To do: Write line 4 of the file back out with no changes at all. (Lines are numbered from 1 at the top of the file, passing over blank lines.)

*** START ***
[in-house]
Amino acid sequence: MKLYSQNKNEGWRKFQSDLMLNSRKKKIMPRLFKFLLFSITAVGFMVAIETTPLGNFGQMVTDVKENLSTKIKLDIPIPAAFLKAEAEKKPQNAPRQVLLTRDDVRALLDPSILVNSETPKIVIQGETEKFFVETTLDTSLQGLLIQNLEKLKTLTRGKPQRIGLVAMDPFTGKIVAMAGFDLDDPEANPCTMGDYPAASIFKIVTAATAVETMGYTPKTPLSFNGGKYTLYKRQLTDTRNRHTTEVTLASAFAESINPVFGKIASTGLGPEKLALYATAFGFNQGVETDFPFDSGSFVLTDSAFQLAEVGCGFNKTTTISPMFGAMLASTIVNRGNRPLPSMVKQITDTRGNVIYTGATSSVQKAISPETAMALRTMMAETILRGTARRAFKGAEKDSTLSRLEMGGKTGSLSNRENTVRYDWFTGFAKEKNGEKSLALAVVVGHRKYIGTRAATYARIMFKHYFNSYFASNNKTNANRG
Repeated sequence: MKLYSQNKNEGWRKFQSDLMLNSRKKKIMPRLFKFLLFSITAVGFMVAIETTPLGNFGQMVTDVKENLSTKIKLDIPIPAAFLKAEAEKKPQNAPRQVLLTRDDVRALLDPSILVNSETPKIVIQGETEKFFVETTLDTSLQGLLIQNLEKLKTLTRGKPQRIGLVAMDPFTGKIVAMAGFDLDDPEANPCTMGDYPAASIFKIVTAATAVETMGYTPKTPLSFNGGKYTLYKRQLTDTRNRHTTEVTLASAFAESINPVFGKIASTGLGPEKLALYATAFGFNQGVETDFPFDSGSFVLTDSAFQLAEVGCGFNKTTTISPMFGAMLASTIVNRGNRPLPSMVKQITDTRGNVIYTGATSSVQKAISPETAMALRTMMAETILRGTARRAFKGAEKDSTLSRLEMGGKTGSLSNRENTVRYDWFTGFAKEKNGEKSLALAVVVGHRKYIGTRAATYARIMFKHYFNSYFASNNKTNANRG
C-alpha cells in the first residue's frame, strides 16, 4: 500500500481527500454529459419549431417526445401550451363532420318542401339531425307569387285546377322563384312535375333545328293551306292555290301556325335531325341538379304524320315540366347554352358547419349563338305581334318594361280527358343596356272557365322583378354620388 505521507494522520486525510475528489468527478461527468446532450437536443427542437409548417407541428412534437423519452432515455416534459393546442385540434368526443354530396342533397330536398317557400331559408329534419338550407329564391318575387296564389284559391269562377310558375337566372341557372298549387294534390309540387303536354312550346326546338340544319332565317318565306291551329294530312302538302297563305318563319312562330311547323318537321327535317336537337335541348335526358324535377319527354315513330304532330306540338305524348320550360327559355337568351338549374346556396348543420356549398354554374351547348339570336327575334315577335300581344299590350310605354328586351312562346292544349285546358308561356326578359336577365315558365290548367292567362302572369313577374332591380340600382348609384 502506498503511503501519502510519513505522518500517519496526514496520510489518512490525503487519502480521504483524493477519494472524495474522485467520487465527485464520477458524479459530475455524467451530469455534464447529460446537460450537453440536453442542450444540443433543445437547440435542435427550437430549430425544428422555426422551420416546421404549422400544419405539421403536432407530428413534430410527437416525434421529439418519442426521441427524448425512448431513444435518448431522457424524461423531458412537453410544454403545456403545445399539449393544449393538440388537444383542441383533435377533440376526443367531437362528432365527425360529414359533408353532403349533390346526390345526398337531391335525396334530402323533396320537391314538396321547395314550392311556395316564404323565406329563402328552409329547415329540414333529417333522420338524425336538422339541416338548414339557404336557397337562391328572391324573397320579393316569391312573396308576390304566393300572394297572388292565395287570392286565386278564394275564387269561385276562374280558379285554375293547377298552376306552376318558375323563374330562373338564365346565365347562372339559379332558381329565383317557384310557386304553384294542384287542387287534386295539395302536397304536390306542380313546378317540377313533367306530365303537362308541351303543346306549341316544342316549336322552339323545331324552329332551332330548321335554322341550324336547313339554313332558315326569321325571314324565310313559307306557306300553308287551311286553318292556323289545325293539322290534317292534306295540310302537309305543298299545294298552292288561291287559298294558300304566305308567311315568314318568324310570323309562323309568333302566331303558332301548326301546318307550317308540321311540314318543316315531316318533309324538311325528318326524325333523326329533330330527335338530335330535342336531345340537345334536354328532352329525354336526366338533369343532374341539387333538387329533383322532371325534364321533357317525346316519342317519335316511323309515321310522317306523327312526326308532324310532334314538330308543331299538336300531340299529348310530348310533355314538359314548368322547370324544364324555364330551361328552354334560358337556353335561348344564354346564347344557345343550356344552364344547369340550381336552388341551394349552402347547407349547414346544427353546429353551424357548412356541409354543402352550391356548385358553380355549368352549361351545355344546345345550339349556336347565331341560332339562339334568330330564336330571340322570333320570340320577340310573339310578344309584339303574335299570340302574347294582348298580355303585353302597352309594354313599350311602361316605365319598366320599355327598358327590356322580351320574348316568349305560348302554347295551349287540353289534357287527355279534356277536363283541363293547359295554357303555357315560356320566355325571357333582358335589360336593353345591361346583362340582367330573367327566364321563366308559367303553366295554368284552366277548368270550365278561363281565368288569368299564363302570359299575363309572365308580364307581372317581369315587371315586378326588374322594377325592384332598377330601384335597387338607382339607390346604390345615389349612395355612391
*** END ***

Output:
C-alpha cells in the first residue's frame, strides 16, 4: 500500500481527500454529459419549431417526445401550451363532420318542401339531425307569387285546377322563384312535375333545328293551306292555290301556325335531325341538379304524320315540366347554352358547419349563338305581334318594361280527358343596356272557365322583378354620388 505521507494522520486525510475528489468527478461527468446532450437536443427542437409548417407541428412534437423519452432515455416534459393546442385540434368526443354530396342533397330536398317557400331559408329534419338550407329564391318575387296564389284559391269562377310558375337566372341557372298549387294534390309540387303536354312550346326546338340544319332565317318565306291551329294530312302538302297563305318563319312562330311547323318537321327535317336537337335541348335526358324535377319527354315513330304532330306540338305524348320550360327559355337568351338549374346556396348543420356549398354554374351547348339570336327575334315577335300581344299590350310605354328586351312562346292544349285546358308561356326578359336577365315558365290548367292567362302572369313577374332591380340600382348609384 502506498503511503501519502510519513505522518500517519496526514496520510489518512490525503487519502480521504483524493477519494472524495474522485467520487465527485464520477458524479459530475455524467451530469455534464447529460446537460450537453440536453442542450444540443433543445437547440435542435427550437430549430425544428422555426422551420416546421404549422400544419405539421403536432407530428413534430410527437416525434421529439418519442426521441427524448425512448431513444435518448431522457424524461423531458412537453410544454403545456403545445399539449393544449393538440388537444383542441383533435377533440376526443367531437362528432365527425360529414359533408353532403349533390346526390345526398337531391335525396334530402323533396320537391314538396321547395314550392311556395316564404323565406329563402328552409329547415329540414333529417333522420338524425336538422339541416338548414339557404336557397337562391328572391324573397320579393316569391312573396308576390304566393300572394297572388292565395287570392286565386278564394275564387269561385276562374280558379285554375293547377298552376306552376318558375323563374330562373338564365346565365347562372339559379332558381329565383317557384310557386304553384294542384287542387287534386295539395302536397304536390306542380313546378317540377313533367306530365303537362308541351303543346306549341316544342316549336322552339323545331324552329332551332330548321335554322341550324336547313339554313332558315326569321325571314324565310313559307306557306300553308287551311286553318292556323289545325293539322290534317292534306295540310302537309305543298299545294298552292288561291287559298294558300304566305308567311315568314318568324310570323309562323309568333302566331303558332301548326301546318307550317308540321311540314318543316315531316318533309324538311325528318326524325333523326329533330330527335338530335330535342336531345340537345334536354328532352329525354336526366338533369343532374341539387333538387329533383322532371325534364321533357317525346316519342317519335316511323309515321310522317306523327312526326308532324310532334314538330308543331299538336300531340299529348310530348310533355314538359314548368322547370324544364324555364330551361328552354334560358337556353335561348344564354346564347344557345343550356344552364344547369340550381336552388341551394349552402347547407349547414346544427353546429353551424357548412356541409354543402352550391356548385358553380355549368352549361351545355344546345345550339349556336347565331341560332339562339334568330330564336330571340322570333320570340320577340310573339310578344309584339303574335299570340302574347294582348298580355303585353302597352309594354313599350311602361316605365319598366320599355327598358327590356322580351320574348316568349305560348302554347295551349287540353289534357287527355279534356277536363283541363293547359295554357303555357315560356320566355325571357333582358335589360336593353345591361346583362340582367330573367327566364321563366308559367303553366295554368284552366277548368270550365278561363281565368288569368299564363302570359299575363309572365308580364307581372317581369315587371315586378326588374322594377325592384332598377330601384335597387338607382339607390346604390345615389349612395355612391